not a member? click here to sign up
Hail To The Thief
No longer the nascent, impressionable - though hugely ambitious - young quintet who unleashed the blood-splattered masterpiece The Bends in the mid-'90s, nor the newly crowned kings of modern rock who enjoyed virtually unprecedented levels of acclaim circa-OK Computer, they have instead settled into a role as sort of latter-day alt. culture godfathers
Paul Nolan, 22 May 2003
Radiohead are undoubtedly at a curious stage in their career. No longer the nascent, impressionable - though hugely ambitious - young quintet who unleashed the blood-splattered masterpiece The Bends in the mid-'90s, nor the newly crowned kings of modern rock who enjoyed virtually unprecedented levels of acclaim circa-OK Computer, they have instead settled into a role as sort of latter-day alt. culture godfathers, the band each up-and-coming indie outfit looks to for the Papal seal of approval.
For sure, this is a dangerous state of affairs, because - as any performer worth his salt will tell you - the artistic muse tends to flee at the first sign of sanctification. In fairness, Thom Yorke has always been acutely aware of this. At intermittent points during Grant Gee's excellent documentary on the band, Meeting People Is Easy - filmed entirely during the fraught aftermath of OK Computer - Yorke is frequently seen to express his bewilderment at the critical garlands raining down on the group, angrily exclaiming that such hyperbolic coverage is, "complete bollocks... a total headfuck."
Radiohead's answer was ultimately to retreat and make a brace of uncompromisingly experimental albums, widely cited as being willfully inaccessible, but which in the final analysis contained some of their best work to date (Amnesiac's 'Pyramid Song', in particular, remains one of finest songs this writer has ever set ears on, period.) Advance notices suggested Hail To The Thief was going to merge the leftfield techno soundscapes of Kid A with the more trad-rock elements of OK Computer, and while such a synopsis isn't actually too far from the truth, ultimately the album doesn't quite make the same dramatic impact as either of those landmark recordings.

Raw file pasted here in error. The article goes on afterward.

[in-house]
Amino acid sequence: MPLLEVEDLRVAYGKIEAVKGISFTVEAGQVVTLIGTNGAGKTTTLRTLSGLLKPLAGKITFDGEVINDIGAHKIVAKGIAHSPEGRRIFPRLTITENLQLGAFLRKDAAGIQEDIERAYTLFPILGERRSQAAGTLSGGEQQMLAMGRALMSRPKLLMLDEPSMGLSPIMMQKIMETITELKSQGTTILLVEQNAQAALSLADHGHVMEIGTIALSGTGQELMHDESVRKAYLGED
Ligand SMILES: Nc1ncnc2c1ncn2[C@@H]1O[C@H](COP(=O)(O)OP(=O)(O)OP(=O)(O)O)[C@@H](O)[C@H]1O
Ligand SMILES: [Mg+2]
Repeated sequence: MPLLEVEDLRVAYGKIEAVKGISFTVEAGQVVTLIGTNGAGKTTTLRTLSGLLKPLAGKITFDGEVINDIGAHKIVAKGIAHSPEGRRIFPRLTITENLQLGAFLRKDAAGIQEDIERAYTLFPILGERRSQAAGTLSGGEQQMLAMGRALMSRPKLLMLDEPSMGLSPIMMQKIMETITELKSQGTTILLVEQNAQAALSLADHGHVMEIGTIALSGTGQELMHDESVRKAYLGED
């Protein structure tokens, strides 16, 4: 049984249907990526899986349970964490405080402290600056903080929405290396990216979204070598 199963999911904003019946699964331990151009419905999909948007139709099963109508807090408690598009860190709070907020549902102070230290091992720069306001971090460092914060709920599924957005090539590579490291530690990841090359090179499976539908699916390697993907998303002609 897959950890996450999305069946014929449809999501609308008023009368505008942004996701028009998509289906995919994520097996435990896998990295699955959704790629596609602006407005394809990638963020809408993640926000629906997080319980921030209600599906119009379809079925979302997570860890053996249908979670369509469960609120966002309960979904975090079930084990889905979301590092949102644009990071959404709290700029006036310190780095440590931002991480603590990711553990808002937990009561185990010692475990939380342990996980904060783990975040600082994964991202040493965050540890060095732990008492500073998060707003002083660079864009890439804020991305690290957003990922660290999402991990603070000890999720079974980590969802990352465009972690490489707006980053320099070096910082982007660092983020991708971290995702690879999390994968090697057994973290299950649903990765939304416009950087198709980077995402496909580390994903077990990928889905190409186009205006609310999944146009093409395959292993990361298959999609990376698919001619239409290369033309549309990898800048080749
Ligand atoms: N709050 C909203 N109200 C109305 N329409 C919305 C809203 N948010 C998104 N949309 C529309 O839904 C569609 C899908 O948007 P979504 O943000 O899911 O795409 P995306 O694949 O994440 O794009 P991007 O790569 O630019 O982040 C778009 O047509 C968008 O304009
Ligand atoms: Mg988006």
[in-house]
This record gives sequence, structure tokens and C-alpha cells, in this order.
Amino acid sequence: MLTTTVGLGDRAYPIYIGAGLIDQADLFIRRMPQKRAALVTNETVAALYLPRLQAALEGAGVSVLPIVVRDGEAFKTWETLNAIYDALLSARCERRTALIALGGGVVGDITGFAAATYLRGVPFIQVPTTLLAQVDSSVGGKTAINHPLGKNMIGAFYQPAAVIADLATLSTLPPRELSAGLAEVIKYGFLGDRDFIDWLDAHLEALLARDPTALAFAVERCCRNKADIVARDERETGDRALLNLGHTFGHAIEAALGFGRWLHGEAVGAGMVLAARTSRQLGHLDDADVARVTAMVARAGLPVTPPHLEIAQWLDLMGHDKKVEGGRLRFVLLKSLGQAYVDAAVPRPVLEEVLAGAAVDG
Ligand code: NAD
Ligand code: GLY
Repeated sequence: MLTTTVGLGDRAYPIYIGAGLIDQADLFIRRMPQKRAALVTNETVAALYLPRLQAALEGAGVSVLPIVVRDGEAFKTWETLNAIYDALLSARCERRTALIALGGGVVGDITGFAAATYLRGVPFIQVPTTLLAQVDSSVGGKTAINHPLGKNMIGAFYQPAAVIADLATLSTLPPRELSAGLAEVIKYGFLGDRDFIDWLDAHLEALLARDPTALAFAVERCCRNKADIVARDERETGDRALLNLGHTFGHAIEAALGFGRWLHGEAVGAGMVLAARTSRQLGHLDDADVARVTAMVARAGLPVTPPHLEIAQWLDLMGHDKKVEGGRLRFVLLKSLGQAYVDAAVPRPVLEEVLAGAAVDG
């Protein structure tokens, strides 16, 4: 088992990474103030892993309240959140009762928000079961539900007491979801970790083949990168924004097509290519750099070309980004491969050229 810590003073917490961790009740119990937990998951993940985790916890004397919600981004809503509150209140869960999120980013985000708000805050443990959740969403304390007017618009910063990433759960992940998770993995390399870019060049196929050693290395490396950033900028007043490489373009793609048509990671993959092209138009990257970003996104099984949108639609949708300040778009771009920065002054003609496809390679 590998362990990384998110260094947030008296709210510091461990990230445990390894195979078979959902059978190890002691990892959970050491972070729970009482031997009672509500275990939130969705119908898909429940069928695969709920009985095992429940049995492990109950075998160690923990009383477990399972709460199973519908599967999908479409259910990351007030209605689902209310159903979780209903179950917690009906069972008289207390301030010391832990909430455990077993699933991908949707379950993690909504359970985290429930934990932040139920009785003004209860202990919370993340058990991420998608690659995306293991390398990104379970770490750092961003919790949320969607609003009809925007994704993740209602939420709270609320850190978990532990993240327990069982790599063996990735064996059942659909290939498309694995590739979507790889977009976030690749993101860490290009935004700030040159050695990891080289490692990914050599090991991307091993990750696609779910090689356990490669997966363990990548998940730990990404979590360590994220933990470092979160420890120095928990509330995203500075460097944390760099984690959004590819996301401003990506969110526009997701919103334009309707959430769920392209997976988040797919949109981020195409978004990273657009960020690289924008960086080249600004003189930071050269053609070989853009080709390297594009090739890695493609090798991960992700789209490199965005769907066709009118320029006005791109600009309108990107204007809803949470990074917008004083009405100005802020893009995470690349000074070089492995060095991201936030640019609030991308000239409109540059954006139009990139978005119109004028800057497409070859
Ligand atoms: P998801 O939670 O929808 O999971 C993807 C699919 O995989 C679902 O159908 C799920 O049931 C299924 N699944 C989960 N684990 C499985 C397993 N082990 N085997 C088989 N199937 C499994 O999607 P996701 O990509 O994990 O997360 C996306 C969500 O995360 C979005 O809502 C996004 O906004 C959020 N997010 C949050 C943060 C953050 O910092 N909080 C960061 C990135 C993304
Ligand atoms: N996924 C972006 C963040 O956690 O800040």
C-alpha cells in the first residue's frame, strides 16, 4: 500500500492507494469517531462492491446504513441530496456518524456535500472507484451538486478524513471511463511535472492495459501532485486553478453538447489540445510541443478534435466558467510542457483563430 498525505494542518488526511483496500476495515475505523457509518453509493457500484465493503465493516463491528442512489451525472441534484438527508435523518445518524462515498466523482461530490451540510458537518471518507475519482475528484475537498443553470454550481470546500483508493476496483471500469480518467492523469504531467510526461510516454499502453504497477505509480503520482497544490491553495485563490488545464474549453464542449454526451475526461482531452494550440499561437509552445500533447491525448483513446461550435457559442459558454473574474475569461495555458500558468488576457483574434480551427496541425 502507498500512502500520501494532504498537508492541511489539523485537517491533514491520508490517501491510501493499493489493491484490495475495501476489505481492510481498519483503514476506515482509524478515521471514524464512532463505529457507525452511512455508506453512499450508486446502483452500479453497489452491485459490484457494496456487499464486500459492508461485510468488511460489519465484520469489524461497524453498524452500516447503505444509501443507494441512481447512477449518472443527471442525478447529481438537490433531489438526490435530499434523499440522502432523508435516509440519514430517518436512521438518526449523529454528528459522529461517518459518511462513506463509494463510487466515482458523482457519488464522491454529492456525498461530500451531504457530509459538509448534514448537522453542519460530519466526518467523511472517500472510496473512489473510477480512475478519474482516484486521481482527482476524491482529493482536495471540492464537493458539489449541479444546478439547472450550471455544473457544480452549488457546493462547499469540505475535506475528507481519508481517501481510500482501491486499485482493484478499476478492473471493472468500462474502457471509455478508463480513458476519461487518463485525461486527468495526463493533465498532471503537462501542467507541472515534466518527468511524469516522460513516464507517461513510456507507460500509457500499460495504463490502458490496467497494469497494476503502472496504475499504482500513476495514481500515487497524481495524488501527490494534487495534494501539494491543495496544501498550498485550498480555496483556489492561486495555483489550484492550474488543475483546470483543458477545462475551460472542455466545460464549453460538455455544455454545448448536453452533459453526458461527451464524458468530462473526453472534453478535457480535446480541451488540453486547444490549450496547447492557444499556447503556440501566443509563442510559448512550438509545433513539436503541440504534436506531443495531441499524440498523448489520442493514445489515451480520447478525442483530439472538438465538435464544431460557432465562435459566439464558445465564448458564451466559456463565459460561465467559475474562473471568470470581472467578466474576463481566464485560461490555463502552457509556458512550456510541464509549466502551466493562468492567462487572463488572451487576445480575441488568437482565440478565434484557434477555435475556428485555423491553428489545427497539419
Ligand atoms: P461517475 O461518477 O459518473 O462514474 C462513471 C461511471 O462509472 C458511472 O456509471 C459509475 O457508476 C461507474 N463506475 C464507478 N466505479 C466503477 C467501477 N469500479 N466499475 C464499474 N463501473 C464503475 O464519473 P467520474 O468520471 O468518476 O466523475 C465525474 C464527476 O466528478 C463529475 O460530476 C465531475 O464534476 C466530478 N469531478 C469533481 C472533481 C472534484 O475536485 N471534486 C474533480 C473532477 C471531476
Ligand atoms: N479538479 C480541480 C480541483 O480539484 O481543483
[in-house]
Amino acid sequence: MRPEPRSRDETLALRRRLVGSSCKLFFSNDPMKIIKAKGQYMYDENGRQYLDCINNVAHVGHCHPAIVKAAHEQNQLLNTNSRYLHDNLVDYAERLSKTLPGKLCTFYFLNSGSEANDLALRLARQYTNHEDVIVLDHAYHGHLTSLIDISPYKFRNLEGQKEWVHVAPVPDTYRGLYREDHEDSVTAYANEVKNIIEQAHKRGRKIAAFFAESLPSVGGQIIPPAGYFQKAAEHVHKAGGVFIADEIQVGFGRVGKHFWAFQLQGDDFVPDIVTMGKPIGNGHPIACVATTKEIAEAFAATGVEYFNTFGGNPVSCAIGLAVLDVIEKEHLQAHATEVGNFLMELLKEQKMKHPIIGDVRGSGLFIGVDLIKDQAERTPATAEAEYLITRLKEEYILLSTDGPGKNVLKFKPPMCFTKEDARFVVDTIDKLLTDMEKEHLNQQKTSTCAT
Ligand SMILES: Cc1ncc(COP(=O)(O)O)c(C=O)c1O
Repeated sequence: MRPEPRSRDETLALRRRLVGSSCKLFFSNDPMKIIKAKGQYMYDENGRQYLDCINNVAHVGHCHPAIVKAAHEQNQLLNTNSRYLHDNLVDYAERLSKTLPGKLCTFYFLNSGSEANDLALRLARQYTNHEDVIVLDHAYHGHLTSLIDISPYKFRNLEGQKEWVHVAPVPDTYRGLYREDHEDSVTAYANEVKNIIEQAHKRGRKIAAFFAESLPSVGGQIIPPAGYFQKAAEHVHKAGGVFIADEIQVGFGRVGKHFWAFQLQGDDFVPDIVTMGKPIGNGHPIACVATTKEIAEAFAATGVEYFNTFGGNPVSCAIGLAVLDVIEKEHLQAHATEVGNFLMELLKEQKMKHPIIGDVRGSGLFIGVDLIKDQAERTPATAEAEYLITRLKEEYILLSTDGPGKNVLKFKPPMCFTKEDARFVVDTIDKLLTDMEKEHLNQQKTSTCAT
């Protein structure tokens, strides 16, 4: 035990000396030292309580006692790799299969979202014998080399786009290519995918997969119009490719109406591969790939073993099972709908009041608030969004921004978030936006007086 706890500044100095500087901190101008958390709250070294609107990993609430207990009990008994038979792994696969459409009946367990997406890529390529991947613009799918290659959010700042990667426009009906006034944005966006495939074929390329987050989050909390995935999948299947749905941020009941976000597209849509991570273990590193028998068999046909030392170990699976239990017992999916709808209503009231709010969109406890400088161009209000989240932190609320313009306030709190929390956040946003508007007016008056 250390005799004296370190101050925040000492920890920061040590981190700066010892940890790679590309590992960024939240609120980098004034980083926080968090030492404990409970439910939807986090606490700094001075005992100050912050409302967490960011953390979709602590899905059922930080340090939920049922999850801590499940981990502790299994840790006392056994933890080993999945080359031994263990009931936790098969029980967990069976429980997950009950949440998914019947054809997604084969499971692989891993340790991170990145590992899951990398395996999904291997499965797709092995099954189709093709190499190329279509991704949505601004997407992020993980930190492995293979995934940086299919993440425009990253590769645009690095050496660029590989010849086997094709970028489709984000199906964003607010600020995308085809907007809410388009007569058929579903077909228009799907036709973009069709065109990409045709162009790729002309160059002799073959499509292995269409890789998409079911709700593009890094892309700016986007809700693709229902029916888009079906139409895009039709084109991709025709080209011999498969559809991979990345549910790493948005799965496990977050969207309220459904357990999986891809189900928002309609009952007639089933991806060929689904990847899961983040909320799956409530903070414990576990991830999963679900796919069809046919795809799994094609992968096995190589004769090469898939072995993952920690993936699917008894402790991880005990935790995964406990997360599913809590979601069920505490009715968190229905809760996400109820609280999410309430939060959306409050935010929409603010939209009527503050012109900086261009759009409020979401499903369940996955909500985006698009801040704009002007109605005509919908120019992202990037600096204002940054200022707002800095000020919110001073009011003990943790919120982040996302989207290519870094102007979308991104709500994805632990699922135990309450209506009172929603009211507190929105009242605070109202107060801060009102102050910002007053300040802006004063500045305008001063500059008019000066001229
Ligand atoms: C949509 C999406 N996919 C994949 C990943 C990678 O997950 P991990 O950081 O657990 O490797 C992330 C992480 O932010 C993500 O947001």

The opening numbers, '2 + 2 = 5' and 'Sit Down, Stand-Up' set the thematic preoccupations up straight away - life in a glasshouse post-September 11 - and feature Yorke yelping, respectively, "Don't put in me in a box" and, more pointedly, "We're walking right into the jaws of hell". A brief moment of respite arrives with one of the album's stand-out moments, the gorgeous, otherworldly "Sail To The Moon".
Again, though, the mental setting seems to be the same kind of misty, boggy, 4am autumnal mood that characterized the world-weary likes of 'Karma Police'. Delivered in the half-distressed, half-tranquilized vocal tones at which the singer excels, Yorke laments that he "spoke too soon/how much did it cost?" whilst all manner of ethereal electro effects and ringing guitar notes tumble past. Honestly, when Radiohead play like this, there aren't too many bands on the planet who can match them.
Swiftly followed by the foreboding electro pulse of 'Backdrifts?' at this point it looks as if the scene is set for another classic Radiohead long-player. Unfortunately, it's also at this stage that Hail To The Thief enters into a prolonged slump. Put simply, the four songs at the centre of the album - 'Go To Sleep', 'Where I End And You Begin', 'We Suck Young Blood', and 'The Gloaming' - suffer either from overbearingly funereal pace or simple lack of melodic nous.
Thankfully, just as the album threatens to spin off-course completely, the brilliant 'There There' comes to the rescue. Yorke has said that he was reduced to tears upon hearing the finished track, which is understandable, since it's one of the best things they've ever done, a haunted and haunting curio which screams for the ghostly images of a Brothers Quay movie (the video for "There There" is actually hugely reminiscent of the Quay classic, Alice).
Proceedings are bought to an appropriately ambivalent conclusion courtesy of the mordant, neo-blues grooves of 'A Punch Up At A Wedding', the wintry atmospherics of 'Scatterbrain' and the nocturnal ambience of 'A Wolf At The Door'. Stanley
Kubrick once opined that "the very meaninglessness of life forces us to create meaning. However vast the darkness, we must supply our own light." Hail To The Thief sees Thom Yorke and co. attempting to do just that, albeit with flawed results. Still, the fact remains that even Radiohead?s comparative failures are still more interesting than most band's successes.